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Recent Examples on the Web The biblical allusions bring up intriguing points of analysis: Adam and Eve, sure, in the garden with a devilish snake. Darren Franich, EW.com, "Ten years later, Lost's most tantalizing mysteries are still 'Across the Sea'," 11 May 2020 The first allusion to the environmental origins of the pandemic is a solar panel atop Weimar’s famous Goethe-Schiller Monument, connected to dozens of batteries crowding its plinth. Maria Garcia, latimes.com, "Review: Zombies are the threat in the dark fairy tale ‘Endzeit — Ever After’," 25 June 2019 On his third and fourth albums, Hadreas muscled into more ambitious territory: his sound was layered, lush, shimmery and shuddering, with moments of aural sublimity underlined by allusions to decay and death. Jia Tolentino, The New Yorker, "Perfume Genius Wants to Make You Feel Less Lonely," 12 May 2020 Their intergenerational exchange is smugly combative and made all the more fascinating by the obvious allusions to the real-life showrunner Mara Brock Akil, the Girlfriends and The Game creator for whom Waithe once worked. Hannah Giorgis, The Atlantic, "Lena Waithe and When Black Artists Make Mediocre Art," 6 Mar. 2020 Same for all of those canonical allusions that seemed added mainly to inflate the artistic importance of the movie. Lee Williams | For The Oregonian/oregonlive, oregonlive, "The play’s the thing, not the movie, when it comes to ‘Shakespeare in Love’," 4 Nov. 2019 There was one allusion to the 2011 uprising: The mosque where the funeral took place is named after retired Field Marshal Hussein Tantawi, who headed the military council that took power after Mr. Mubarak stepped down. Declan Walsh, New York Times, "Mubarak’s Three-Decade Rule Is Brushed Aside in War-Hero Burial," 26 Feb. 2020 Shows like The Walking Dead and Game of Thrones have certainly made allusions, but only in the last few years has the subtlety washed away. Emma Grey Ellis, Wired, "Climate Change Is Netflix's Ragnarok," 31 Jan. 2020 Some personal favorites are allusions to denim skirts, raising chickens, the Amish, social awkwardness, and lack of friends. Sarah Schutte, National Review, "How Technology Is Changing Homeschooling," 7 Nov. 2019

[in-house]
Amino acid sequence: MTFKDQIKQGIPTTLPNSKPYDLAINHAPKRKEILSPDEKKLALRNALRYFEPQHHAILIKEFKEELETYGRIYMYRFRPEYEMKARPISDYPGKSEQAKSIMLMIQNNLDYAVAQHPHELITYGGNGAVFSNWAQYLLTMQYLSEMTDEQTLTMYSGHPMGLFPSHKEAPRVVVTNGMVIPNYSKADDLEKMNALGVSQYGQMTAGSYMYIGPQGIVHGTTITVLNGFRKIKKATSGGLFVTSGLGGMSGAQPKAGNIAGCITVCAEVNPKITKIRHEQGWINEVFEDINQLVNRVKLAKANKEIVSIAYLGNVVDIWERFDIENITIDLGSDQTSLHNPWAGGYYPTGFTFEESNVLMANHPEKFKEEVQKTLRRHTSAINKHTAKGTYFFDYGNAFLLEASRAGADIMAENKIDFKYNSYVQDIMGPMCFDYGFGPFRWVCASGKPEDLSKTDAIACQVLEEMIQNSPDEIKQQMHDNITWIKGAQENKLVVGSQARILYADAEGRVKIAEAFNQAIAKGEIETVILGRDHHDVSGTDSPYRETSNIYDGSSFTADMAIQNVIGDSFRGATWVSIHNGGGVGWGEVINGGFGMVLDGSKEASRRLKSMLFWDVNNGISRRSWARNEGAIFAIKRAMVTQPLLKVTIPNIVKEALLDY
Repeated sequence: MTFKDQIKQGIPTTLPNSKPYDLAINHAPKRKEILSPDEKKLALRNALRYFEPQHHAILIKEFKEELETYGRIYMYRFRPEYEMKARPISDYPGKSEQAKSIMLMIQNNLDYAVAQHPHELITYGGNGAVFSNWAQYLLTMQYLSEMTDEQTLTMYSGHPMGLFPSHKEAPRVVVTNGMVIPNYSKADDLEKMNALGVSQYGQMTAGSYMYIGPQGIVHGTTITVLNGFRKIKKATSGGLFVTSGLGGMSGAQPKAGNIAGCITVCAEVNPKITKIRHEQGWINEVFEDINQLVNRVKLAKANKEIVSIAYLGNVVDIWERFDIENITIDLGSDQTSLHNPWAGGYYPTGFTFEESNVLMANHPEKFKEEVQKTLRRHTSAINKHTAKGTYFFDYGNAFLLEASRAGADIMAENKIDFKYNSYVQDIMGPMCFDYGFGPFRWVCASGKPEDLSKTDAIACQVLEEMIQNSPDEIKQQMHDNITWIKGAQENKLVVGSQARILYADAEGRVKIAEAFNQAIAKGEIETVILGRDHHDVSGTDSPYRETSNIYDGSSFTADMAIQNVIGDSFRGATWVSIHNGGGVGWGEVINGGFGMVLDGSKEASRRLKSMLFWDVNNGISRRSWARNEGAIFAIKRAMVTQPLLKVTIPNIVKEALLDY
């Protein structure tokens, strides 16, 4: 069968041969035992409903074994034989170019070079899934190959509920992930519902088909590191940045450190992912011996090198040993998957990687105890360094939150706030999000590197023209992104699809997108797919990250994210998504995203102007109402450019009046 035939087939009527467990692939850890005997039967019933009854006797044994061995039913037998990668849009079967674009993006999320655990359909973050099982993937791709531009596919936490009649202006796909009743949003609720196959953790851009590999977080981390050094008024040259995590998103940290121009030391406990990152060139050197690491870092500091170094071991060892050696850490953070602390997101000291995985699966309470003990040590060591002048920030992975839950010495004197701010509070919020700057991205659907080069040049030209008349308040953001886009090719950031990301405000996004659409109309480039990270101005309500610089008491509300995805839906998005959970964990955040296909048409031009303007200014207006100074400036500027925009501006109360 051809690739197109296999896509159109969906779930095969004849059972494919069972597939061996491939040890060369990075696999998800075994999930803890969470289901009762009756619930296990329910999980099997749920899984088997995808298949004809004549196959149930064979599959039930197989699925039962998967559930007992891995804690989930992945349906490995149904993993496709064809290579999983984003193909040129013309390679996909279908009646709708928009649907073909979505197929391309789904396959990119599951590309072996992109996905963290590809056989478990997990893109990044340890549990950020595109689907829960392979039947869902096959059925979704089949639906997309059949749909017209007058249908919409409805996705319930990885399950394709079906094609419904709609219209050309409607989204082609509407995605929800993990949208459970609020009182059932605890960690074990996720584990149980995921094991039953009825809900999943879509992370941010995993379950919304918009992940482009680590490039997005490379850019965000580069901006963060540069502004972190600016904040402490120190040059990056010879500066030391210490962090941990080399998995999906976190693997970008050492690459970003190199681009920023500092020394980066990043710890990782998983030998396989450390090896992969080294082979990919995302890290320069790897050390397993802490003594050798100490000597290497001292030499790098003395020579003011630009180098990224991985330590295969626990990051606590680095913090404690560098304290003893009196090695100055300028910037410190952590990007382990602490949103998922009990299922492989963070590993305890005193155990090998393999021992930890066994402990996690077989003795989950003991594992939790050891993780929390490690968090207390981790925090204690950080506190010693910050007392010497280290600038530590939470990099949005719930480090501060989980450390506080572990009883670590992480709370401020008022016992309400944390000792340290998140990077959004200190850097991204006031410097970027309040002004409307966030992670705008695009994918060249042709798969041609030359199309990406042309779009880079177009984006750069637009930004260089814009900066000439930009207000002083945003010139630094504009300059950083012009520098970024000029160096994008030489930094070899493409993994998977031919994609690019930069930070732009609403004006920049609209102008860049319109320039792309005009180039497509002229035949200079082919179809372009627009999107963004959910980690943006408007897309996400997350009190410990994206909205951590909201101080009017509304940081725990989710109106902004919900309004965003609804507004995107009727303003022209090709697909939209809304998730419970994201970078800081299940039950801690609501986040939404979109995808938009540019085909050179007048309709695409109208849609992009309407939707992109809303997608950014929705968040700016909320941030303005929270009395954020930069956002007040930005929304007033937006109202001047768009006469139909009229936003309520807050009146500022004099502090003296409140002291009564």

These example sentences are selected automatically from various online news sources to reflect current usage of the word 'allusion.' Views expressed in the examples do not represent the opinion of Merriam-Webster or its editors. Send us feedback.

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First Known Use of allusion

1542, in the meaning defined at sense 1

History and Etymology for allusion

Late Latin allusion-, allusio, from Latin alludere — see allude

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Learn More about allusion

Time Traveler for allusion

Time Traveler

The first known use of allusion was in 1542

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Statistics for allusion

Last Updated

9 Jun 2020

Cite this Entry

“Allusion.” Merriam-Webster.com Dictionary, Merriam-Webster, https://www.merriam-webster.com/dictionary/allusion. Accessed 8 Aug. 2020.

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More Definitions for allusion

allusion

noun
How to pronounce allusion (audio)

English Language Learners Definition of allusion

: a statement that refers to something without mentioning it directly

allusion

noun
al·​lu·​sion | \ ə-ˈlü-zhən How to pronounce allusion (audio) \

Kids Definition of allusion

: a statement that refers to something without mentioning it directly

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Comments on allusion